At first glance, the cabin seems a bit dated. The container spaces below the seat has flaps that fold out, giving the seats a dingy impression. The dividers are these”geisha chic” Japanese fans, which was interesting. Since I was traveling with my boyfriend, the fact that the Business class seats face each other was fine; however, if you were traveling alone, it could seem a little awkward to be looking a stranger in the face, or to be facing the tail for that matter. I wonder if anyone has gotten motion sickness from riding backwards?
Since the flight is only about six hours, I really wanted to get some good sleep in, so after the express dinner I spent the rest of the time in a peaceful slumber.
The seats reminded me a lot of British Airways Business class, but slightly older and more worn. The seats are only about six feet long when horizontal, which is about seven inches too short for me. I had to sleep on my side with my legs curled up a bit (of course, this wouldn’t affect most people, but if you’re tall, keep it in mind). However, sheer exhaustion combined with wine ensured I was out cold, regardless of my awkward sleeping position.
I found the flight attendants to be friendly and pleasant. Before take-off we had a glass of champagne, and then realized we’d have a short delay on the ground due to mechanical problems. However, thanks to strong tailwinds were weren’t really delayed arriving into ORY.
OpenSkies serve an express dinner on this flight, meaning everything is served at once. The blackened chicken salad I had was actually the best salad I’ve ever had on a plane. I was pleasantly surprised that the chicken wasn’t dried out or overcooked. The tomato balsamic dressing gave it just enough kick, and a cheesy, spicy coleslaw-style addition made it perfect. I paired this with a crisp glass of Rose followed by a chocolate/vanilla cake for dessert.
The amenity kit was pretty standard, with products from Elemis.
Landing, customs and baggage were a breeze, and whereas this business class product isn’t the fanciest I’ve seen, it was relatively hassle free, and my entire journey wasn’t as long as it could have been.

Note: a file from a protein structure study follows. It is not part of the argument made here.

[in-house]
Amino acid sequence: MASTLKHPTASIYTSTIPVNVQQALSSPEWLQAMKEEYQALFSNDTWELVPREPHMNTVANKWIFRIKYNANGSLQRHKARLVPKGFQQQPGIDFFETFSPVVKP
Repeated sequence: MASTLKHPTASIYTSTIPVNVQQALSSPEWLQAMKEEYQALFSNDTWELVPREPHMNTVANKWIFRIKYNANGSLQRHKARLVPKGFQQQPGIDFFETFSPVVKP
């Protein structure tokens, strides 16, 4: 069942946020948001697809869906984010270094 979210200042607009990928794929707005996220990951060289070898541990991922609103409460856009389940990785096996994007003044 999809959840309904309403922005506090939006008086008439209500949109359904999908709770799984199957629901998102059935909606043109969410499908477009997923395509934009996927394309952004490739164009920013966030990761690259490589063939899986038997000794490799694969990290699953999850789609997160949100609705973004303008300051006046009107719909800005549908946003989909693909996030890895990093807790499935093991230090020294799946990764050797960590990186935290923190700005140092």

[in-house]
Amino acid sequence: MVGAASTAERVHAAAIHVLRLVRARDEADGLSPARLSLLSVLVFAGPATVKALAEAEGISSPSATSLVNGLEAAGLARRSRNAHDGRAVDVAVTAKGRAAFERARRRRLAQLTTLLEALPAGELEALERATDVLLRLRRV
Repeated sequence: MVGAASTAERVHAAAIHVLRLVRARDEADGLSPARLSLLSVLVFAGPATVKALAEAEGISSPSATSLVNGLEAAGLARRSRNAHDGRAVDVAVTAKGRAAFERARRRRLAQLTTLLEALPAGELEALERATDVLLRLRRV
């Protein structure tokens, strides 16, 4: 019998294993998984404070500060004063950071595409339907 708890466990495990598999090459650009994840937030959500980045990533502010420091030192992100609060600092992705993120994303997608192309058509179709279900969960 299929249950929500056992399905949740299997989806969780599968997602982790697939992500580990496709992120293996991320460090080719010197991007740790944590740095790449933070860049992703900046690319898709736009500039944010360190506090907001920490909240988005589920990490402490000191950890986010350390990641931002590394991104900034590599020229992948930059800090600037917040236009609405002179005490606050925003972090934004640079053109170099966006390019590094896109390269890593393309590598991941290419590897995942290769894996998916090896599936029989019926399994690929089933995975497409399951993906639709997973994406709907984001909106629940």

I can absolutely see why business travelers might prefer this product. I actually chatted briefly with a few other business passengers on the flight who said they love taking OpenSkies and don’t know why more people haven’t caught on, since its relatively cheap and easy.
It wasn’t a wildly different experience from any other Business class flight on British Airways; however, I would recommend getting the back row of seats in the Business cabin, because then you won’t have to climb over someone to escape from your seat. As you can see in the photo above, the woman in front of me in the window seat would have had to climb over my legs in order to get out of her pod, but the seats in the back row are against the wall, which provides another exit and is better for privacy. You’ll feel more exposed if you aren’t in that back row.
I also really liked flying into Orly. It only took me a 20 minute Uber ride (about 60 euros) to get into the Paris city center (as opposed to a 40 minute ride from Charles De Gaulle), and I was able to take advantage of the new SPG/Uber partnership.
Overall it was a pleasant experience: nothing extraordinary, but I wouldn’t hesitate to flying them again.